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  14. bakaduin
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    bakaduin Moderator

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    No worries on parasites. In fact, the "blood" people see when they eat rare/medium rare meat isn't actually blood but instead myoglobin and water. Myoglobin is the protein that gives "red meat" like beef its color. As for parasites there are no parasites in beef and really the only "meat parasite" is trichinella which used to be found in pork (and was why you needed to cook pork well done) but has been largely eradicated from US commercial meat sources due to different feeding techniques. Another interesting fact for you is when eating a steak only the surface is contaminated with bacteria while the interior is sterile. That is why it is safe to eat steak rare as long as the outside is seared. On the other hand ground beef has the bacteria mixed throughout which is why it is recommended you cook it to a higher temperature.
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  15. slinkygator
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    slinkygator Moderator Extraordinaire

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    Well aren't you the smartie? o_O :p

    I just don't want to eat bloody meat........disgusting..... :eek:
  16. busigator96
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    busigator96 Premium Member

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  17. tilly
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    tilly Superhero Moderator VIP Member

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    I eat meat, but my wife only eats boneless skinless white chicken and some seafood. I have grown to love much of what you listed.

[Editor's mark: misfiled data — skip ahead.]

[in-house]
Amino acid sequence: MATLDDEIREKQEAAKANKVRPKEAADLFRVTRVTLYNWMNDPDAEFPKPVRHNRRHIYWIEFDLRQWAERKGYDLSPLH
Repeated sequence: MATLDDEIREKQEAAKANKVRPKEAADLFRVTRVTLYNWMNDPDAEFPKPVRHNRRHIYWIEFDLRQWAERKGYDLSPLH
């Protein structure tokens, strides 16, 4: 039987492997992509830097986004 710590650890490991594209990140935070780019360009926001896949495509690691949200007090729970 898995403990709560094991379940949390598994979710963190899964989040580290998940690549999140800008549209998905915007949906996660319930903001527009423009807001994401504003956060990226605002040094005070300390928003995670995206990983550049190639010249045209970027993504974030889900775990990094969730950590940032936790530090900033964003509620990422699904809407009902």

18. geauxgator1
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    geauxgator1 Well-Known Member

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    I am pretty much a vegetarian and yes brown rice with legumes gives a complete protein from what I understand. I also take a B12 supplement to make sure. I have chicken and fish once in a while, so its really not a problem with me. Black Beans and rice baby.
  19. romeg8r
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    romeg8r VIP Member

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    If people were really supposed to be vegetarians, vegetarians wouldn't smell so bad when they fart.
  20. LeafUF
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    LeafUF Well-Known Member

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    When it comes to vegetarian protein sources it is a bit of a misconception that you can not get a complete protein from plant based sources. Of course the animal sources have more of the essential amino acids but there are some good plant based sources as well. The key is to combine sources with complimentary amino acid profiles.

    Currently, the favored way to judge protein quality is the PDCAAS, it is determined using human models and scores proteins on their amino profile. http://en.wikipedia.org/wiki/Protein_Digestibility_Corrected_Amino_Acid_Score

    Shoot for .5 - 1 cup of legumes a day and make sure overall protein intake is high enough to meet your nutritional needs.
    Last edited: May 13, 2014